“Shakespeare’s” Henry VI isn’t
Authorship has become one of the most heated topics in Elizabethan drama today, inviting readers to take note of recent evidence pointing to collaborators of famous works, previously defined by one author. The contributions of Christopher Marlowe, Thomas Nashe, and Thomas Watson have recently been discussed in articles in The Guardian and The New York Times, illuminating their hands in creating some of the most famous works of their time. Marlowe and others have been credited with contributing to many works previously attributed to Shakespeare including parts of Henry VI.
This new research highlights the question, where is credit due? We are asked to remain receptive to the very plausible fact that Shakespeare was only a contributor and not the sole author to many works that have been deemed “his.” Therefore, as we continue studying this literature, we must not give all credit to Shakespeare and acknowledge the other authors of equal talent and caliber, including Marlowe.
Daniel Pollack- Pelzner writes how evidence in Shakespeare’s Henry VI trilogy points to Marlowe and Nashe as co-authors to one of Shakespeare’s most famous history plays (“The Radical Argument of the New Oxford Shakespeare”). The process of stylometry, the analysis of different writer’s literary styles, detects how writers have specific styles that can be defined through their works and can be recognizable. Based on stylometric analysis, researchers have found evidence of other authors’ styles of writing in specific parts of Shakespeare’s Henry VI plays. Pollack-Pelzner concludes, “The fact that some other scholars have also attributed the same Henry VI scenes to Marlowe, however, gives the authors confidence: “The presence of Marlowe in these plays … is now undeniable.” This article goes on to say that “The most surprising claim is that Marlowe…collaborated on the scripts that popularized the English history play” (Pollack-Pelzner). Although most Shakespeare professors and scholars understand that Elizabethan playwriting was collaborative, and that credit should be allocated to his contributors, this is not common knowledge.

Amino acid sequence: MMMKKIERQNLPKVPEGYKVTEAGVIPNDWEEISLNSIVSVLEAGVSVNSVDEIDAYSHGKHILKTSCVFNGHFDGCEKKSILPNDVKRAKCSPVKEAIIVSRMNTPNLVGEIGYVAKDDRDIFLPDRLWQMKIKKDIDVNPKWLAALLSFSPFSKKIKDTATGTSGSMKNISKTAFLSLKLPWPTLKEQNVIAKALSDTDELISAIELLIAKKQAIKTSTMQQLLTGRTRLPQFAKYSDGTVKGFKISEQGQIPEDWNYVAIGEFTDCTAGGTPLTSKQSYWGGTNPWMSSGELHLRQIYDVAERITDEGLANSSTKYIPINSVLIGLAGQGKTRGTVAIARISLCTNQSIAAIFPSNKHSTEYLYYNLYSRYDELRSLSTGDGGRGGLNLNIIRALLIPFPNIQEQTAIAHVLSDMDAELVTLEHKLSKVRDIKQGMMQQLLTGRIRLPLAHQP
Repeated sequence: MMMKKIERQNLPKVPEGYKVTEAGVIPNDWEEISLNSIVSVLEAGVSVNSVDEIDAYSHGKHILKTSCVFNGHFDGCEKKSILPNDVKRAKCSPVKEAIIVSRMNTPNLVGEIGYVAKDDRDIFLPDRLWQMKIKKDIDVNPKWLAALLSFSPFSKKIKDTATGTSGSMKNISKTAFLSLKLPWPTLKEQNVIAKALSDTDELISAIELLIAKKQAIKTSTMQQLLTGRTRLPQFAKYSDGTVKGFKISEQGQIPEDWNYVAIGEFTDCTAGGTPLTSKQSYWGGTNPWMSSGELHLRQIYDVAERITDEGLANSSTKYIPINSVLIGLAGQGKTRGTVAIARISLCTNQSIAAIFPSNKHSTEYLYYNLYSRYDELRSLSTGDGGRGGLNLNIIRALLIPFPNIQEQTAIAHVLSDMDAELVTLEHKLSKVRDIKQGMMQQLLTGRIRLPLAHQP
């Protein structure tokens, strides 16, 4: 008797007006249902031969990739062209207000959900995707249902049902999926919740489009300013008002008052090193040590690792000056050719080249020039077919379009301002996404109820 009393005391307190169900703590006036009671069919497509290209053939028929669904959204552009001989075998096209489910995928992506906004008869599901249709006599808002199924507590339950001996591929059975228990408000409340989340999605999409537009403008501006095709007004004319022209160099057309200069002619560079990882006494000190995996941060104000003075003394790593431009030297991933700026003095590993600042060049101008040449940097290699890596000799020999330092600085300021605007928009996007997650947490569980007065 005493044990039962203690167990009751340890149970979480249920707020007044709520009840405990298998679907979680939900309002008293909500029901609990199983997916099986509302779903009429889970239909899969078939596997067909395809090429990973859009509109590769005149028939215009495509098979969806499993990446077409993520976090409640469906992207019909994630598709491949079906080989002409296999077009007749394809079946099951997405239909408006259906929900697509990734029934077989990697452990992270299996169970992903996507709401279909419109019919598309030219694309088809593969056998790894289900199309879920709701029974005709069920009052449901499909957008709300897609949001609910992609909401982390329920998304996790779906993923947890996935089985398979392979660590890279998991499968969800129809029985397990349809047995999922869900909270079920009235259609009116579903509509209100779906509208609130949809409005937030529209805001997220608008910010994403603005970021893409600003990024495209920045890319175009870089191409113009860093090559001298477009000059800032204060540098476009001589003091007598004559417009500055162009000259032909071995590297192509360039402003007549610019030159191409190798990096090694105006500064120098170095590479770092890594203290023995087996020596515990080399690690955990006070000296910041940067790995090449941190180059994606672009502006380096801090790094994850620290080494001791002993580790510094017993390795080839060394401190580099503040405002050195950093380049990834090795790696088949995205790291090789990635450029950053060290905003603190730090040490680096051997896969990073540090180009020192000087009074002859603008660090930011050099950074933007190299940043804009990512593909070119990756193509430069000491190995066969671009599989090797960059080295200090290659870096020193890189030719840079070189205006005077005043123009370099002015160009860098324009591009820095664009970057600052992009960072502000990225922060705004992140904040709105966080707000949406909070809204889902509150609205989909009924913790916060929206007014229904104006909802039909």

In the Shakespeare Unlimited podcast titled “Shakespeare and Marlowe: Attributing Henry VI Authorship,” Eric Rasmussen comments:
Well, it’s interesting because it used to be that people were assigning shares of Henry VI to playwrights other than Shakespeare because they thought they were bad. And so, what’s fascinating now is that we are assigning these plays that we think are good and giving a share to Marlowe, so it’s a completely different ball game.
Barbara Bogayev interviews Rasmussen and Michael Witmore as they discuss a current push from scholars to get rid of this absurd notion that if something is good, then it must be Shakespeare’s; and, if something is not good, it can’t be Shakespeare.
This conversation, both in the podcast and in the larger scholarly community, does not end here. As more information is uncovered, this topic becomes more popular and many people have something to contribute. With more collaborators being recognized, new visions and styles for the works arise, providing new, richer discussion of these works. Not only do Marlowe, Nashe, and others deserve credit for their contributions to plays previously attributed to Shakespeare, but their work together can also tell us how actors, writers, and printers all had hands in making the plays we know today. Credit is due to all!